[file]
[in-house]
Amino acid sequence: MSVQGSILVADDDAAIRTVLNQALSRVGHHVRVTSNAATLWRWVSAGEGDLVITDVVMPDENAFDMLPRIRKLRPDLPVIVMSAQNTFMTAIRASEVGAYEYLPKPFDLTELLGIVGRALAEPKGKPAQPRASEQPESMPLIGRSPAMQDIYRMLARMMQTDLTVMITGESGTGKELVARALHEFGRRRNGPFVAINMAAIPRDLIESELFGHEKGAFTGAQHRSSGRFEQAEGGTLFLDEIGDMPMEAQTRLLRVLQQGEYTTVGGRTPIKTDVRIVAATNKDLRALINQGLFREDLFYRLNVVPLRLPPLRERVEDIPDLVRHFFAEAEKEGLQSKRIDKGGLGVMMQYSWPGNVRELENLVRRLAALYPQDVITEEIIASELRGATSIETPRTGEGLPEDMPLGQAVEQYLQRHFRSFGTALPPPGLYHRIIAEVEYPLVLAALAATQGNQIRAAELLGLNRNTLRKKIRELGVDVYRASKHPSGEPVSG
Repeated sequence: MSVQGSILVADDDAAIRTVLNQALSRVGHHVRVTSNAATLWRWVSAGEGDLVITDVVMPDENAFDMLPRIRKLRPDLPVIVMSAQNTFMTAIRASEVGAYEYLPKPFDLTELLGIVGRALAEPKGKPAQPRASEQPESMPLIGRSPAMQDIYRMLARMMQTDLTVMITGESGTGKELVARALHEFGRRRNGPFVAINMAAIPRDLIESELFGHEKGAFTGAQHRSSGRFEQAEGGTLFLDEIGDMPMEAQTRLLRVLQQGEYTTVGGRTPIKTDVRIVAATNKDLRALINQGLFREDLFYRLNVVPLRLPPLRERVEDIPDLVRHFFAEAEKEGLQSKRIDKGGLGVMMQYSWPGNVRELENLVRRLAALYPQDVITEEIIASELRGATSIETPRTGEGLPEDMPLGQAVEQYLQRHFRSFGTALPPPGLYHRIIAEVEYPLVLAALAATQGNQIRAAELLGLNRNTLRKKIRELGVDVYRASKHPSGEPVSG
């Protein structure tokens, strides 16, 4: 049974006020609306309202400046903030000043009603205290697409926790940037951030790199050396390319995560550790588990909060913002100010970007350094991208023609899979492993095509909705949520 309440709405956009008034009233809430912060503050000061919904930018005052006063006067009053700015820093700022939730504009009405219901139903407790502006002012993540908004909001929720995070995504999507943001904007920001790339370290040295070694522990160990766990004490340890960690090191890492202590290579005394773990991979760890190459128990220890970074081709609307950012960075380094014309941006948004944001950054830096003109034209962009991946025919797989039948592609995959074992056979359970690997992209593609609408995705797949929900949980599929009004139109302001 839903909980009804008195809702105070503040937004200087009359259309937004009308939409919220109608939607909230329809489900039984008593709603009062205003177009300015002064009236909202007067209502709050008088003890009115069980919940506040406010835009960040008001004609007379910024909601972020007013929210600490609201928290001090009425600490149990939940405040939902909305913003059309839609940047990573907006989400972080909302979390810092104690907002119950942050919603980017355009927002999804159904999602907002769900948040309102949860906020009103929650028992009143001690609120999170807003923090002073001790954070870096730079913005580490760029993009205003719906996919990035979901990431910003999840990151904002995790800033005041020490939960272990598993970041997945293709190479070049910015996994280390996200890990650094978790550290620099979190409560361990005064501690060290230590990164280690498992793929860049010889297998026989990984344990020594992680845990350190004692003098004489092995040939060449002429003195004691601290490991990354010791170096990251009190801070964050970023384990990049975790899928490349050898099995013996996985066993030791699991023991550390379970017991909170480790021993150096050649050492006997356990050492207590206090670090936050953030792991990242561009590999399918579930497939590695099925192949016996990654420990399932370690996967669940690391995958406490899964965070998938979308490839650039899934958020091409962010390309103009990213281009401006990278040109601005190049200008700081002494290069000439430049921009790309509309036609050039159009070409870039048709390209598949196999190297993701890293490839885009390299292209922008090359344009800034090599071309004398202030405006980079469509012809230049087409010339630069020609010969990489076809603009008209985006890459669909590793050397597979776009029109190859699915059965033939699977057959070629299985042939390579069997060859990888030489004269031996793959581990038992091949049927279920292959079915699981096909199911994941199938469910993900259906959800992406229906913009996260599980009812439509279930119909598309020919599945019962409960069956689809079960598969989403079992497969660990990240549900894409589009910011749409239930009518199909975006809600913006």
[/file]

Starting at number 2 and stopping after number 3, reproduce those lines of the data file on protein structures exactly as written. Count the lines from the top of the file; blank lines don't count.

Amino acid sequence: MSVQGSILVADDDAAIRTVLNQALSRVGHHVRVTSNAATLWRWVSAGEGDLVITDVVMPDENAFDMLPRIRKLRPDLPVIVMSAQNTFMTAIRASEVGAYEYLPKPFDLTELLGIVGRALAEPKGKPAQPRASEQPESMPLIGRSPAMQDIYRMLARMMQTDLTVMITGESGTGKELVARALHEFGRRRNGPFVAINMAAIPRDLIESELFGHEKGAFTGAQHRSSGRFEQAEGGTLFLDEIGDMPMEAQTRLLRVLQQGEYTTVGGRTPIKTDVRIVAATNKDLRALINQGLFREDLFYRLNVVPLRLPPLRERVEDIPDLVRHFFAEAEKEGLQSKRIDKGGLGVMMQYSWPGNVRELENLVRRLAALYPQDVITEEIIASELRGATSIETPRTGEGLPEDMPLGQAVEQYLQRHFRSFGTALPPPGLYHRIIAEVEYPLVLAALAATQGNQIRAAELLGLNRNTLRKKIRELGVDVYRASKHPSGEPVSG
Repeated sequence: MSVQGSILVADDDAAIRTVLNQALSRVGHHVRVTSNAATLWRWVSAGEGDLVITDVVMPDENAFDMLPRIRKLRPDLPVIVMSAQNTFMTAIRASEVGAYEYLPKPFDLTELLGIVGRALAEPKGKPAQPRASEQPESMPLIGRSPAMQDIYRMLARMMQTDLTVMITGESGTGKELVARALHEFGRRRNGPFVAINMAAIPRDLIESELFGHEKGAFTGAQHRSSGRFEQAEGGTLFLDEIGDMPMEAQTRLLRVLQQGEYTTVGGRTPIKTDVRIVAATNKDLRALINQGLFREDLFYRLNVVPLRLPPLRERVEDIPDLVRHFFAEAEKEGLQSKRIDKGGLGVMMQYSWPGNVRELENLVRRLAALYPQDVITEEIIASELRGATSIETPRTGEGLPEDMPLGQAVEQYLQRHFRSFGTALPPPGLYHRIIAEVEYPLVLAALAATQGNQIRAAELLGLNRNTLRKKIRELGVDVYRASKHPSGEPVSG